There are so many museums in the world, but have you ever seen one that’s completely submerged in the ocean? Yes, they do exist. The Cancun Underwater Museum is one of them.
This underwater museum in Cancun was spearheaded by Jamie Gonzales Cano – the director of National Marine Park – and Jason deCaires Taylor. Also known as Museo Subacuático de Arte (MUSA), this submerged museum features hundreds of underwater statuses, each with a significant cultural and environmental meaning.
The main motive behind the underwater artwork was to contribute towards the preservation of the natural habitat and all elements of the marine ecosystem.
Ironically, some experts predict that the statues will eventually be damaged by the same elements of the ecosystem they sought to protect – coral reefs. But before then, make sure you’ve had your little piece of heaven from this underground paradise.
If you are thinking of taking a trip to this museum, here are a few things you should know.
5 Facts You Didn’t Know about the Cancun Underwater Museum
1. The Structures Can Withstand the Saline Sea Water for a Long Time
Contrary to what some people believe, the saline sea water will not erode the sculptures anytime soon. This is because they are made of PH-neutral concrete.
To encourage the growth of coral reefs and withstand the salinity of seawater, the structures were infused with sand, micro silica, and marine grade cement. The resultant PH-neutral mixture is then fortified with fiberglass rebar for solidity. Holes are also drilled in the structures to allow marine life to inhabit and feed off the coral reefs.
Since they are made with eco-friendly materials, all the statues are covered in coral and algae to make for an incredible sight.
2. Snorkeling is Not the Only Way to Take in the Beauty of the Underwater Museum
As much fun as it may sound, some people dread the idea of diving six feet into the ocean even with protective diving equipment. If you don’t want to get wet, you can still enjoy the scenic views of the Cancun Underwater Museum via an underground transparent glass tunnel.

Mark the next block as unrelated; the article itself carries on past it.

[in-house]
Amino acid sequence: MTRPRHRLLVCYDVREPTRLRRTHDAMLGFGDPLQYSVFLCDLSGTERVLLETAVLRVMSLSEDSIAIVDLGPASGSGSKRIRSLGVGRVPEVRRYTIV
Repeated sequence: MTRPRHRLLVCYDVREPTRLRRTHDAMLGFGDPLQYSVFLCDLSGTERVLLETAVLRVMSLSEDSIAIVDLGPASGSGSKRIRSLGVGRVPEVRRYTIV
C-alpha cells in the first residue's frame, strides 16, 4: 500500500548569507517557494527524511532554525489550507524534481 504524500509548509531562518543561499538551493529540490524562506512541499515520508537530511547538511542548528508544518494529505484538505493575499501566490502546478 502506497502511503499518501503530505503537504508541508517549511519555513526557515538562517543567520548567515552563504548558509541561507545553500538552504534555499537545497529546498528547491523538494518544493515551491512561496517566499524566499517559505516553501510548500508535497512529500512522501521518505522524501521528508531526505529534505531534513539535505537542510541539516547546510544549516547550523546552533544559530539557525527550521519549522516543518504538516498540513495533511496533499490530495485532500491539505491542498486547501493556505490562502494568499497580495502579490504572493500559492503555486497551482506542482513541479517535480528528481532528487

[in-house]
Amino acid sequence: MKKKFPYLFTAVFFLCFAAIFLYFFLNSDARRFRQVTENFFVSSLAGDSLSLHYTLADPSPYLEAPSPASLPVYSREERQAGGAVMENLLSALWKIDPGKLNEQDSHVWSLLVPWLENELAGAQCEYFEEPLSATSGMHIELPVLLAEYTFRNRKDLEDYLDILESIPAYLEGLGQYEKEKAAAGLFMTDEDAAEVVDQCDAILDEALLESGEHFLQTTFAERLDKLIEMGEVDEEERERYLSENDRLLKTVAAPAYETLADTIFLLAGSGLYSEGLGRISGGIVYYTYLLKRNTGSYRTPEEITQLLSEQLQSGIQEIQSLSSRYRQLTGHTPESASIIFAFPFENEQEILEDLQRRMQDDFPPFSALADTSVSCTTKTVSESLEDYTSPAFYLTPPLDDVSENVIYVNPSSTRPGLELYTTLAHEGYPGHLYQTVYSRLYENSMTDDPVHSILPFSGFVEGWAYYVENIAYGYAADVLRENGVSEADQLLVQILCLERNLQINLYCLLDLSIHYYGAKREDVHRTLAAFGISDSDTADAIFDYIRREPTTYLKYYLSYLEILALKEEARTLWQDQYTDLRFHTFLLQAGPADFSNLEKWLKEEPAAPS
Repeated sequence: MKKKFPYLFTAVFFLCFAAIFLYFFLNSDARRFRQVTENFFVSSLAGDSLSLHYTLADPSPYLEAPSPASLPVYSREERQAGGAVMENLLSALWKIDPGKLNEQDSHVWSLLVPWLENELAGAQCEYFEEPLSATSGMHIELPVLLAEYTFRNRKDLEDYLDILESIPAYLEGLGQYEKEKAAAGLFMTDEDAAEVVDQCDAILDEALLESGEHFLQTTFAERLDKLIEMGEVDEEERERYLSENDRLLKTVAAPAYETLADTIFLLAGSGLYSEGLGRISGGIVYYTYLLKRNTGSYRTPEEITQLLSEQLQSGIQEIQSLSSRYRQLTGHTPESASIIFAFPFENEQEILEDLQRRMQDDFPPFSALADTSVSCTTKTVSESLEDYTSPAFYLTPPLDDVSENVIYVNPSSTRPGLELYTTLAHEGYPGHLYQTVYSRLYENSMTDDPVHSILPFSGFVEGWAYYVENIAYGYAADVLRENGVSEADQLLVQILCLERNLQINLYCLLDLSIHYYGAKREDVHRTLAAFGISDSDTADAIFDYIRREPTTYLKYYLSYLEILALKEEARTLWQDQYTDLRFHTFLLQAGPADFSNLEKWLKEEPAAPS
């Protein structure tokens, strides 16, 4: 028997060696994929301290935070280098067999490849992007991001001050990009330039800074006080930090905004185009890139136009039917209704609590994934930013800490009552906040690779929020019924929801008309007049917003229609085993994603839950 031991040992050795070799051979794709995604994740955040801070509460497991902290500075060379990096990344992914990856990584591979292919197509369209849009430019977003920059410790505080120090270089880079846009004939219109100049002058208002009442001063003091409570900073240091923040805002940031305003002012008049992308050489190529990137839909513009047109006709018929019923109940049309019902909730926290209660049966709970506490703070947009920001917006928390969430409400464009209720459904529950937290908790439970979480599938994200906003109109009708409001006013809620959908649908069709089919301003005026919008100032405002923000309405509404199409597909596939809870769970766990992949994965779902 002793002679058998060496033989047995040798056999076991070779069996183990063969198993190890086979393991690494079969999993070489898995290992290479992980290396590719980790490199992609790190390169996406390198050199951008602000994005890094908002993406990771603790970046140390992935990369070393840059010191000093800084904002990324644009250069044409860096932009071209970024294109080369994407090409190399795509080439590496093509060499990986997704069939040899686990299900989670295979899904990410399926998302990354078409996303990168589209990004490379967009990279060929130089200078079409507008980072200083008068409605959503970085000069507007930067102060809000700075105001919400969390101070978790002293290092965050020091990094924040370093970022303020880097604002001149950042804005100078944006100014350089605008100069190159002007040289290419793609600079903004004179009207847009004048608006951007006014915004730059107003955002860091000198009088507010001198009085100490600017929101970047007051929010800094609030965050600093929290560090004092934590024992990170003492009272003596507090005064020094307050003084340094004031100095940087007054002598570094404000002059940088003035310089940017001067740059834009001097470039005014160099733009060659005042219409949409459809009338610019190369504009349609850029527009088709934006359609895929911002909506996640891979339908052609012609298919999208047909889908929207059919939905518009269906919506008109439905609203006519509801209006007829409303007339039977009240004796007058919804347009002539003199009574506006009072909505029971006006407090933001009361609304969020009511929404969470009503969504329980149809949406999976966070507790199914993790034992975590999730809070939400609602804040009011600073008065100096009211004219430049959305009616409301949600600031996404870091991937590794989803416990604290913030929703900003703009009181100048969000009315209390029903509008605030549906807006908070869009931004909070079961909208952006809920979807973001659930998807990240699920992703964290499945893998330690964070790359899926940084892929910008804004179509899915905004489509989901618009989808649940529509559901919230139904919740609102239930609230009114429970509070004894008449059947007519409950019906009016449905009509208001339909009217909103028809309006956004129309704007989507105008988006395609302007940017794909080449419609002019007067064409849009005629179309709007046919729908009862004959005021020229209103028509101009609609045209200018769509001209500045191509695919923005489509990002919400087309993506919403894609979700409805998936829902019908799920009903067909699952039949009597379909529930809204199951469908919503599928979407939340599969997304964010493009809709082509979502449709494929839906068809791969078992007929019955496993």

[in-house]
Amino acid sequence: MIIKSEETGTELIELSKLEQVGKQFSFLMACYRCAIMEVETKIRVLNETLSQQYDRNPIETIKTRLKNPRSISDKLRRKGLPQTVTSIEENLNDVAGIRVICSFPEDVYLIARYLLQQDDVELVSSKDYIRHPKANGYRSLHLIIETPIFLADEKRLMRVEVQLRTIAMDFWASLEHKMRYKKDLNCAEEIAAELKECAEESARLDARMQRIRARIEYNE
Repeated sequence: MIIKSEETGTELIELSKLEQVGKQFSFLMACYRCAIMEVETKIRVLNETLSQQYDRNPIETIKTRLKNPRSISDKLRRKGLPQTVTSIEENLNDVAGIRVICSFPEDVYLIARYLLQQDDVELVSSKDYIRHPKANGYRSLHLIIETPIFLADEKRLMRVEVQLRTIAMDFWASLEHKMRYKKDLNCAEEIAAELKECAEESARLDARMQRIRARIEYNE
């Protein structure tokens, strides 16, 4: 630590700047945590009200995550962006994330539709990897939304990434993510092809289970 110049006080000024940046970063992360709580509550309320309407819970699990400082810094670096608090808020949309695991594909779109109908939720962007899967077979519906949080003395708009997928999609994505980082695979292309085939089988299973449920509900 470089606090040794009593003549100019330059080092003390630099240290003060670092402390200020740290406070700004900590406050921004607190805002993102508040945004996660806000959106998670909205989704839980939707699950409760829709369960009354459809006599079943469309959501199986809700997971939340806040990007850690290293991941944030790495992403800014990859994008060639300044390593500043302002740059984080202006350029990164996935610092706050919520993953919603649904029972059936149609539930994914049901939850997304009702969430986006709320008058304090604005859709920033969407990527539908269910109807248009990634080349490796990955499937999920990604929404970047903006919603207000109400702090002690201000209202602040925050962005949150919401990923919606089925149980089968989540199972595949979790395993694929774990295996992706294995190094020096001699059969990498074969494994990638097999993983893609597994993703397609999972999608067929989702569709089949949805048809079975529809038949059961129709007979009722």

Therefore, you shouldn’t let your fear for snorkeling prevent you from experiencing one of the most amazing man-made structures.
3. There are Two Main Underwater Sections in the Museum
MUSA boasts of two underwater areas – the Manchones Reef and the Punta Nizuc. Manchones Reef is larger and houses 477 underwater statues, while Punta Nizuc has 23 sculptures. That’s a total of 500 underwater statues!
Even better, the museum is expanding its underground area with more breathtaking structures. The new art gallery known as the Chitales is yet to be unveiled. It will use the artwork of a renowned Cuban sculptor, Elier Amado Gil.
As more artists and organizations continue to commit their efforts and resources to its expansion, you can expect the museum to be even more amazing.
4. The Underwater Statues Have a Deeper Meaning
One of the main reasons why tourists flock the museum is the unique aesthetics of the sculptures. Moreover, the water medium and the refraction of light gives the underwater sculptures a 3D mystique like no other. The clear contrast between synthetic and organic forms further highlights the artistic genius of these underwater statues.
While their beauty is well articulated for everyone’s viewing pleasure, the deeper meaning of these underwater statues often goes unnoticed.
Every piece has a story. For instance, the “Reclamation” statue — which was recrafted after being broken by a storm — bears a message of renewal and rebirth. The “Inertia”—which appears to be an overweight male watching TV from the comfort of his sofa with a hamburger on his lap—represents a socio-political commentary of individuals who neglect environmental causes.
There are other hundreds of sculptures that reflect how human beings destroy the nature with no remorse. So the next time you are there, don’t just look at the artwork, ask what they mean or represent.
5. The Museum Distracts You From the Actual Corals
One of the most amazing things about this underwater museum is that it serves to protect the natural ecosystem on multiple levels.
Its artwork bears important messages of environmental protection and actually act as a distraction by keeping tourists occupied on their tour and not disrupting the main coral reef system.
How Much Does Visiting the Cancun Underwater Museum Cost?
Surprisingly, visiting this one-of-a-kind underwater museum is way cheaper than you think. Currently, tickets are priced at $58 for adults and $29 for children (but can change depending on the season). You can visit the museum anytime between 9 AM and 5 PM every day.
MUSA is open all year round, however, since it also acts as a marine conservation area, you will need to be escorted by one of the museum’s professional guides to access the museum.